Photos: Ian Reid
Issey Miyake's Pleats Please book had been sitting under a pile of press releases on my desk until two things made me dig it up this week: First off, the explosion of pleats on the runways for spring, and secondly, photographer Rachel Chandler Guinness who showed up to the CFDA/Vogue Fashion Fund awards last week in a superchic belted jacket by the Japanese label.
The Pleats Please archive is roughly 20 years and 576 pages deep, and the introduction to the book reads like a manifesto for utilitarian fashion. Miyake conceived of the line for practical reasons—the fabric and be twisted and turned in any direction without losing its signature mirco-accordion shape—and if you're the type of person who leaves her clothes in a crumpled heap on the floor and/or, like me, is allergic to ironing, it might be the ultimate wradrobe.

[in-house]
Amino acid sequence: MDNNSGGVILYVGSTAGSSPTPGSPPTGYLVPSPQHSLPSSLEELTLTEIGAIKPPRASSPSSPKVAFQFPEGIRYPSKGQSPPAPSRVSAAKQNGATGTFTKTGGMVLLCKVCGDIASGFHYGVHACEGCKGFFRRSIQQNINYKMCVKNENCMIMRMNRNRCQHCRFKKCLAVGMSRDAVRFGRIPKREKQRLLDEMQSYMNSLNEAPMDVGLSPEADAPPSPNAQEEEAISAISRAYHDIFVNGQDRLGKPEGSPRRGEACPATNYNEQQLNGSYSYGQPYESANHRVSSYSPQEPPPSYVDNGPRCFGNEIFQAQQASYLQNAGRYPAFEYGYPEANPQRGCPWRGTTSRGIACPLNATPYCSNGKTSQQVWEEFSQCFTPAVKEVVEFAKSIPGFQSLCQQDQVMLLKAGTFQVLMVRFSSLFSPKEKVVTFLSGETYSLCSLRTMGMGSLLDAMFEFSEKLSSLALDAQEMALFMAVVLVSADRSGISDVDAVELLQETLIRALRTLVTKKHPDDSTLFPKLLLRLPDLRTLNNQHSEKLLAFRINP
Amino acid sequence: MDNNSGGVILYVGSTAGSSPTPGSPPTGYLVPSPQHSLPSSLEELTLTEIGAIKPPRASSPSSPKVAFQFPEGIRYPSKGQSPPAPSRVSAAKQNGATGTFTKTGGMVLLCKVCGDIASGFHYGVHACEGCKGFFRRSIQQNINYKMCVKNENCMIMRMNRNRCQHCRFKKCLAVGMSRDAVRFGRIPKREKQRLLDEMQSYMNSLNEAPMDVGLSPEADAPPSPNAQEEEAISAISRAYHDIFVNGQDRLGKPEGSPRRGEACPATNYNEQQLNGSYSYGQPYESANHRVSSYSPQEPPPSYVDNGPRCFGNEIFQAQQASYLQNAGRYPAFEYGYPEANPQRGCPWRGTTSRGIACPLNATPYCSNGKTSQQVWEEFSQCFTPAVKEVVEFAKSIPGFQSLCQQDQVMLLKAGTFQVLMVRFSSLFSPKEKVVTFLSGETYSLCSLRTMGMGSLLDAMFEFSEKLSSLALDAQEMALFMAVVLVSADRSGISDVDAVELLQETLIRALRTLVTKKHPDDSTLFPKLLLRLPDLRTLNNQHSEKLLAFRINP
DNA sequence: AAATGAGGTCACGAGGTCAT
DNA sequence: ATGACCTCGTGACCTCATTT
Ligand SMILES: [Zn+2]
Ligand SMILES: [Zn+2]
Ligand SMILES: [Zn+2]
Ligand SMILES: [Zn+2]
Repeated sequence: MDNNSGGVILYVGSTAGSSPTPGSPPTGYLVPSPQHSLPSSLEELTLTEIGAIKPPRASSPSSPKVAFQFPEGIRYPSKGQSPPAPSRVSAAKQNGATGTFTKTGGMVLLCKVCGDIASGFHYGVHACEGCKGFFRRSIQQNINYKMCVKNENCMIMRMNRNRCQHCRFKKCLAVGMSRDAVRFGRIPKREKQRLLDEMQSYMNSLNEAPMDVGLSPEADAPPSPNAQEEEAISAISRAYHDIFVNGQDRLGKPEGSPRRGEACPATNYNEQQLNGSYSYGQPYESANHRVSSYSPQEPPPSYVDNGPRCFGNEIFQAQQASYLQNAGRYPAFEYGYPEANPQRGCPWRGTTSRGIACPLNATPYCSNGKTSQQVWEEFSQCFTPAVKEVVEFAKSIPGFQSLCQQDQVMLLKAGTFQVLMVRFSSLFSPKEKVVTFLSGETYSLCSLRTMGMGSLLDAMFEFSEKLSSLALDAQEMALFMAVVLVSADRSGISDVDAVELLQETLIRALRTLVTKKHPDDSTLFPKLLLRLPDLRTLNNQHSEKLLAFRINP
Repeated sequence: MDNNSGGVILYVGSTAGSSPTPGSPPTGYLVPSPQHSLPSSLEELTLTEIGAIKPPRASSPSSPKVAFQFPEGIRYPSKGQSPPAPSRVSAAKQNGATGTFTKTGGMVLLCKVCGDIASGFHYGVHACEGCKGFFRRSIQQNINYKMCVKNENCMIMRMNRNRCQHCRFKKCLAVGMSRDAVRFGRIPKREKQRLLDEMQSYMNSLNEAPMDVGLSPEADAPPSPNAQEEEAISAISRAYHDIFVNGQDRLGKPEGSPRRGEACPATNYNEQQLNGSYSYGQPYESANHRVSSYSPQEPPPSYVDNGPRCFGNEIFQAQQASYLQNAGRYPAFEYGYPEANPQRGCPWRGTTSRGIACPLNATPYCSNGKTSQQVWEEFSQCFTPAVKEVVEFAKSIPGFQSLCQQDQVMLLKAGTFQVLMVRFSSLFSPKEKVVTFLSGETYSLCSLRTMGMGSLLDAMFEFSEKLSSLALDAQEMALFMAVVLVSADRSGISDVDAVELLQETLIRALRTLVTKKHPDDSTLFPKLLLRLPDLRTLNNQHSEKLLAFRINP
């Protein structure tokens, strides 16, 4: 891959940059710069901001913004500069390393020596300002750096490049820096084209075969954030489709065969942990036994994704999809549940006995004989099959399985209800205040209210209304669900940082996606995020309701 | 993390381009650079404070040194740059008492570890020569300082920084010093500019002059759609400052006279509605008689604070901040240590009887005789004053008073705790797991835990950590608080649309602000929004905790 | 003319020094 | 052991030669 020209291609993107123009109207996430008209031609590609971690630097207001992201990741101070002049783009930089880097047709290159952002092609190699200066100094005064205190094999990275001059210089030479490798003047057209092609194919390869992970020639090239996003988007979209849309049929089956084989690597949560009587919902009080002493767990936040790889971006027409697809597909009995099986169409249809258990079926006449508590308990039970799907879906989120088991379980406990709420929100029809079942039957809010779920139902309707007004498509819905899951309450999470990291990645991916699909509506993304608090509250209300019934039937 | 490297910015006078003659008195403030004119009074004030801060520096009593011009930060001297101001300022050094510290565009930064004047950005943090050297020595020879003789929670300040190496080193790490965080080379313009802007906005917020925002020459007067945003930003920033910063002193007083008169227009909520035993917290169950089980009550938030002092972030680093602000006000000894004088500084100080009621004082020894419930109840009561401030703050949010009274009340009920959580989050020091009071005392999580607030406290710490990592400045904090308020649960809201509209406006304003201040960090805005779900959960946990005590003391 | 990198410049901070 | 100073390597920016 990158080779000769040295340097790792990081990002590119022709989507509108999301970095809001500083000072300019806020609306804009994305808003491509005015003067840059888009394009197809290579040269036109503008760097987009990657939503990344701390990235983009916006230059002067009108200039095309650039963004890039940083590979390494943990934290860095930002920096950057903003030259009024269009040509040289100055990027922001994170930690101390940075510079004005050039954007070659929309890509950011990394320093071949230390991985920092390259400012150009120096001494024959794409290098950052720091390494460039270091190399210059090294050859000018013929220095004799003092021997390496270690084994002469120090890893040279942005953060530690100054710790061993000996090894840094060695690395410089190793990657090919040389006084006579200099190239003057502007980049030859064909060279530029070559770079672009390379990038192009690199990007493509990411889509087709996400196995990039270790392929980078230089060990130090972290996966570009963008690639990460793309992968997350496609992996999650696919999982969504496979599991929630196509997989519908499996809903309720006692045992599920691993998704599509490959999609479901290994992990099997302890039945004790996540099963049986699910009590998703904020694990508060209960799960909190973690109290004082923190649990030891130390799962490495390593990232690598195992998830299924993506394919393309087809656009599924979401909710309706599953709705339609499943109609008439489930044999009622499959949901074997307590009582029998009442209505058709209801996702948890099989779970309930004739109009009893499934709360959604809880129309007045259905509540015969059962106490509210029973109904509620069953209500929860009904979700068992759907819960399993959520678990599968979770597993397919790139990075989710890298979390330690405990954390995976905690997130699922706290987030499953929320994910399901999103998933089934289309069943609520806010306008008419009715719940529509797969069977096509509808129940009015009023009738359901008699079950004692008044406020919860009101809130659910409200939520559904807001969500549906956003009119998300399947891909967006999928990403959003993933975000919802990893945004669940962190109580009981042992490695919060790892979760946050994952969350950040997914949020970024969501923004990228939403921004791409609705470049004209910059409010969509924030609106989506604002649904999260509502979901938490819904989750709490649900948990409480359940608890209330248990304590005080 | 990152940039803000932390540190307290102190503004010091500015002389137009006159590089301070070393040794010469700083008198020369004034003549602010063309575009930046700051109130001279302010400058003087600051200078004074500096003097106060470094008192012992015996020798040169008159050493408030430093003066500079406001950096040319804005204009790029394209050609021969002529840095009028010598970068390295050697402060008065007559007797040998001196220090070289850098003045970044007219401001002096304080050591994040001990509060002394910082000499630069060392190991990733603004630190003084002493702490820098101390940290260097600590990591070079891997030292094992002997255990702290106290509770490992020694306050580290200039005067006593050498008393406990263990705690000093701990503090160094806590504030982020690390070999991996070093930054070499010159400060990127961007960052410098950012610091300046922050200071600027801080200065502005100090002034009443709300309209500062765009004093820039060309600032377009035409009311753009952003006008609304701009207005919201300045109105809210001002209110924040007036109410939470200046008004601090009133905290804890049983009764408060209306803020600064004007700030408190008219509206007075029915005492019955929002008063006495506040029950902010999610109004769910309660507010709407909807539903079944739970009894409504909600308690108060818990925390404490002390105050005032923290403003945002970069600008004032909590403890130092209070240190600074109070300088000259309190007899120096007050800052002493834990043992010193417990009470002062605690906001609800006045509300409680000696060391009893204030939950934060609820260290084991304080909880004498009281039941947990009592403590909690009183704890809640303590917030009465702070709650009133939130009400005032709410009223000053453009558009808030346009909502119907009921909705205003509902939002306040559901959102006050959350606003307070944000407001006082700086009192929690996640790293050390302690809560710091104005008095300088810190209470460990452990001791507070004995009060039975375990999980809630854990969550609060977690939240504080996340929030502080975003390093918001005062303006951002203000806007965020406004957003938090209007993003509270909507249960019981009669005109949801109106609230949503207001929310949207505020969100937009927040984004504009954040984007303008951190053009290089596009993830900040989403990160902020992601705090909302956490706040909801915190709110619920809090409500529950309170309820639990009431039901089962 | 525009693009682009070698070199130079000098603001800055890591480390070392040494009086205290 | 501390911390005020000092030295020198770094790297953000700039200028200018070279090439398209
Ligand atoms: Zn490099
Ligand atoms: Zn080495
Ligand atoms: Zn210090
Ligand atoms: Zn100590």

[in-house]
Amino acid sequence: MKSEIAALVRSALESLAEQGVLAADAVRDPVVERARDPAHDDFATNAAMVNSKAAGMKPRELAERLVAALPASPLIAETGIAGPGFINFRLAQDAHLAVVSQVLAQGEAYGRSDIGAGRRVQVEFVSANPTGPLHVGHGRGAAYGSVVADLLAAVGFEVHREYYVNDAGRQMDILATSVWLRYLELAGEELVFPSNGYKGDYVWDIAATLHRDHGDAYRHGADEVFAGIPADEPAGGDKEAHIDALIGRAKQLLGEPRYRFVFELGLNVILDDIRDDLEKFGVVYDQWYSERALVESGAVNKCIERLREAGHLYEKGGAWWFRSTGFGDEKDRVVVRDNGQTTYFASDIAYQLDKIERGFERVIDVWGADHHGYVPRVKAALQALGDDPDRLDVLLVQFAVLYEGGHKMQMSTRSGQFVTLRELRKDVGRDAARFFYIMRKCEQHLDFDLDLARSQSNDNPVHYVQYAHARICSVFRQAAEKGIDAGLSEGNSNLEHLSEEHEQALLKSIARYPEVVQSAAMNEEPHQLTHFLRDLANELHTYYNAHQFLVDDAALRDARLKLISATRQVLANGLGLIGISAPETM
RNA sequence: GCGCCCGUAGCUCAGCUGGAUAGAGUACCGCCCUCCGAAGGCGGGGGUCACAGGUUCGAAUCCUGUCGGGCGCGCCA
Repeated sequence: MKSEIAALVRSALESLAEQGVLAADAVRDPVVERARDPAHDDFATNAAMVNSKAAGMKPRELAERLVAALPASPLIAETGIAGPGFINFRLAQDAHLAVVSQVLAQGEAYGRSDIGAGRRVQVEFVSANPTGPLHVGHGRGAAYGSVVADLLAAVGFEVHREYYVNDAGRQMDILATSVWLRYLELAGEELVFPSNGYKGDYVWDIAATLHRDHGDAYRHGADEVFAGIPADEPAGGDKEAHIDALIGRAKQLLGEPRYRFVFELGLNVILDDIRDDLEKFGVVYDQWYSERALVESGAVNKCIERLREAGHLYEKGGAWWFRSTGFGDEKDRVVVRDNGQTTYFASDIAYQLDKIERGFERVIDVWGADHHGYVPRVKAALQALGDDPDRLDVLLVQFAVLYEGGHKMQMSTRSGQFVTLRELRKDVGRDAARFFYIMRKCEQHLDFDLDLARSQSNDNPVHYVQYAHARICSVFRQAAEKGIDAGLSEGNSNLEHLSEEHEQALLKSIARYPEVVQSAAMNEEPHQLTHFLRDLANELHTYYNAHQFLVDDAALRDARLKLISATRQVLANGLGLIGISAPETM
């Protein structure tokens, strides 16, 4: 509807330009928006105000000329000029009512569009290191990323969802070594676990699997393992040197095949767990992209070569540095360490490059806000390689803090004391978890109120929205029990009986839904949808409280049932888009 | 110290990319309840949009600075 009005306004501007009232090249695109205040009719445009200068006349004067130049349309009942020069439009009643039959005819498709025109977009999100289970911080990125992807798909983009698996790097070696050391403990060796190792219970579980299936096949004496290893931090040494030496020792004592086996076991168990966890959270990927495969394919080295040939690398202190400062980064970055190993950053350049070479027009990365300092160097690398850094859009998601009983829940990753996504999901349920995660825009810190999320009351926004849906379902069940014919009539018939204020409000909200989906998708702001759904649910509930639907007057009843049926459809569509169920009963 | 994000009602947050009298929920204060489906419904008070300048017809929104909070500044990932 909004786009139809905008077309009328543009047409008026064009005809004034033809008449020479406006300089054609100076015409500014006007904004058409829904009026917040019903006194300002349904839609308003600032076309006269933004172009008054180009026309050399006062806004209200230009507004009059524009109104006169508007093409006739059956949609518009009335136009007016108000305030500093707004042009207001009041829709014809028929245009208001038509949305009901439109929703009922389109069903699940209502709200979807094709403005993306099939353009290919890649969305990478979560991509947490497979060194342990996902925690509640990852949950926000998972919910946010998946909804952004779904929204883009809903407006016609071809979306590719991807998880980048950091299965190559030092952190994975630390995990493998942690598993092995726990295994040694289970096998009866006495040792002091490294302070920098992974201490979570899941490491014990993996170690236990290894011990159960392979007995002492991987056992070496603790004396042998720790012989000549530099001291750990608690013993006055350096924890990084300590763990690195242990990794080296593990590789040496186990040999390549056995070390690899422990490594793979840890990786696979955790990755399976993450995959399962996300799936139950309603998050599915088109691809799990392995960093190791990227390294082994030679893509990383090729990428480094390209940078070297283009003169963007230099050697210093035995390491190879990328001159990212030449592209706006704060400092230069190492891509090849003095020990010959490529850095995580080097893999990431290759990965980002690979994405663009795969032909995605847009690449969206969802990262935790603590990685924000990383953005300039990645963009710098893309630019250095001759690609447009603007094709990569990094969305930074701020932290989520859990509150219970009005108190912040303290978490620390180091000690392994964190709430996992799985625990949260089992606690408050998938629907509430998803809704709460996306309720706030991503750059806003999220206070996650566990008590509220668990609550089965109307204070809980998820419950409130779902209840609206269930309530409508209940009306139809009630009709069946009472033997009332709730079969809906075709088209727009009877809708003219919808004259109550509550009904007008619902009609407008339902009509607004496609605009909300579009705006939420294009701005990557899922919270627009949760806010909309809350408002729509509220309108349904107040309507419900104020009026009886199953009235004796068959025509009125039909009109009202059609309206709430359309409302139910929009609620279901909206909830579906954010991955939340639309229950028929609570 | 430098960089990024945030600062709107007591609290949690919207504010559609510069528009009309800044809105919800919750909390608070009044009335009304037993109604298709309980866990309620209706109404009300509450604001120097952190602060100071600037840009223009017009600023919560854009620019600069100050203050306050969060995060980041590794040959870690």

I've bookmarked the chapter dedicated to a guest art series that was started in the mid-nineties, back when the idea of a designer collaborations was still relatively new. A self-portrait of Japanese Yasumasa Moimura's image wrapped in crimson netting and fused to a Jean-Auguste-Dominique Ingres nude is really striking done life-size on the body of a dress, but it's Nobuyoshi Araki's cheeky photos on the signature crinkled tank tops and dresses that I've been trying to hunt down on eBay. My favorite part of the book though, is photographer Yuriko Takagi's portfolio of Pleats Please imagery in far-flung corners of the planet over the course of four years. There are gorgeous pictures of people on the sacred river Ganges in Benares, India, actors who've traded their elaborate opera costumes for simple Pleats Please tunics in Beijing, and women walking across sand dunes wearing the label's brightly colored scarves in Morocco. It's eough to make you want to pack a suitcase of pleats, and strike out into the sunset.